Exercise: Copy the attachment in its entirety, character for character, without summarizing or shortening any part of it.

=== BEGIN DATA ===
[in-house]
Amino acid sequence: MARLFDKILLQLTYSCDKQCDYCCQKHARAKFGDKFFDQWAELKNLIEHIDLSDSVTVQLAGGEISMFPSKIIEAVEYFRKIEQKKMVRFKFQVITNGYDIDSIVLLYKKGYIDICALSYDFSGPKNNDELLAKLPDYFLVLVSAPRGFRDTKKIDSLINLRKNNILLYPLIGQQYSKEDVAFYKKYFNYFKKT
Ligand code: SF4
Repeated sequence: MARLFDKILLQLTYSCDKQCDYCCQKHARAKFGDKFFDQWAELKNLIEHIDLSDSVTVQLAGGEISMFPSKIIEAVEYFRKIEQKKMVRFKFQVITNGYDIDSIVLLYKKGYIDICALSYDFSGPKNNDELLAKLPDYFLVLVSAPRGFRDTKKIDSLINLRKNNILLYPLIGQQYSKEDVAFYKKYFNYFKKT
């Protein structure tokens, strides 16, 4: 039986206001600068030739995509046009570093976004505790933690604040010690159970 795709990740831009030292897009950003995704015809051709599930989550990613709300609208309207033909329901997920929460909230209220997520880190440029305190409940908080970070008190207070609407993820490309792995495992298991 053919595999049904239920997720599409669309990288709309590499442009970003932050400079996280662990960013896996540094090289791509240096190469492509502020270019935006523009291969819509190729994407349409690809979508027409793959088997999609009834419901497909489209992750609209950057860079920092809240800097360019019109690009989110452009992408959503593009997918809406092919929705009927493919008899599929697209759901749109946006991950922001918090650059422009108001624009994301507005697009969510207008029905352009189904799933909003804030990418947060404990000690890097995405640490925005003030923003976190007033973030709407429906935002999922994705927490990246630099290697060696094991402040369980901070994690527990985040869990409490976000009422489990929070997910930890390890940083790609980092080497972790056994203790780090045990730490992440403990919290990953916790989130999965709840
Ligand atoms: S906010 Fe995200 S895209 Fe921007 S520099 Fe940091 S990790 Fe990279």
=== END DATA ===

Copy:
[in-house]
Amino acid sequence: MARLFDKILLQLTYSCDKQCDYCCQKHARAKFGDKFFDQWAELKNLIEHIDLSDSVTVQLAGGEISMFPSKIIEAVEYFRKIEQKKMVRFKFQVITNGYDIDSIVLLYKKGYIDICALSYDFSGPKNNDELLAKLPDYFLVLVSAPRGFRDTKKIDSLINLRKNNILLYPLIGQQYSKEDVAFYKKYFNYFKKT
Ligand code: SF4
Repeated sequence: MARLFDKILLQLTYSCDKQCDYCCQKHARAKFGDKFFDQWAELKNLIEHIDLSDSVTVQLAGGEISMFPSKIIEAVEYFRKIEQKKMVRFKFQVITNGYDIDSIVLLYKKGYIDICALSYDFSGPKNNDELLAKLPDYFLVLVSAPRGFRDTKKIDSLINLRKNNILLYPLIGQQYSKEDVAFYKKYFNYFKKT
């Protein structure tokens, strides 16, 4: 039986206001600068030739995509046009570093976004505790933690604040010690159970 795709990740831009030292897009950003995704015809051709599930989550990613709300609208309207033909329901997920929460909230209220997520880190440029305190409940908080970070008190207070609407993820490309792995495992298991 053919595999049904239920997720599409669309990288709309590499442009970003932050400079996280662990960013896996540094090289791509240096190469492509502020270019935006523009291969819509190729994407349409690809979508027409793959088997999609009834419901497909489209992750609209950057860079920092809240800097360019019109690009989110452009992408959503593009997918809406092919929705009927493919008899599929697209759901749109946006991950922001918090650059422009108001624009994301507005697009969510207008029905352009189904799933909003804030990418947060404990000690890097995405640490925005003030923003976190007033973030709407429906935002999922994705927490990246630099290697060696094991402040369980901070994690527990985040869990409490976000009422489990929070997910930890390890940083790609980092080497972790056994203790780090045990730490992440403990919290990953916790989130999965709840
Ligand atoms: S906010 Fe995200 S895209 Fe921007 S520099 Fe940091 S990790 Fe990279």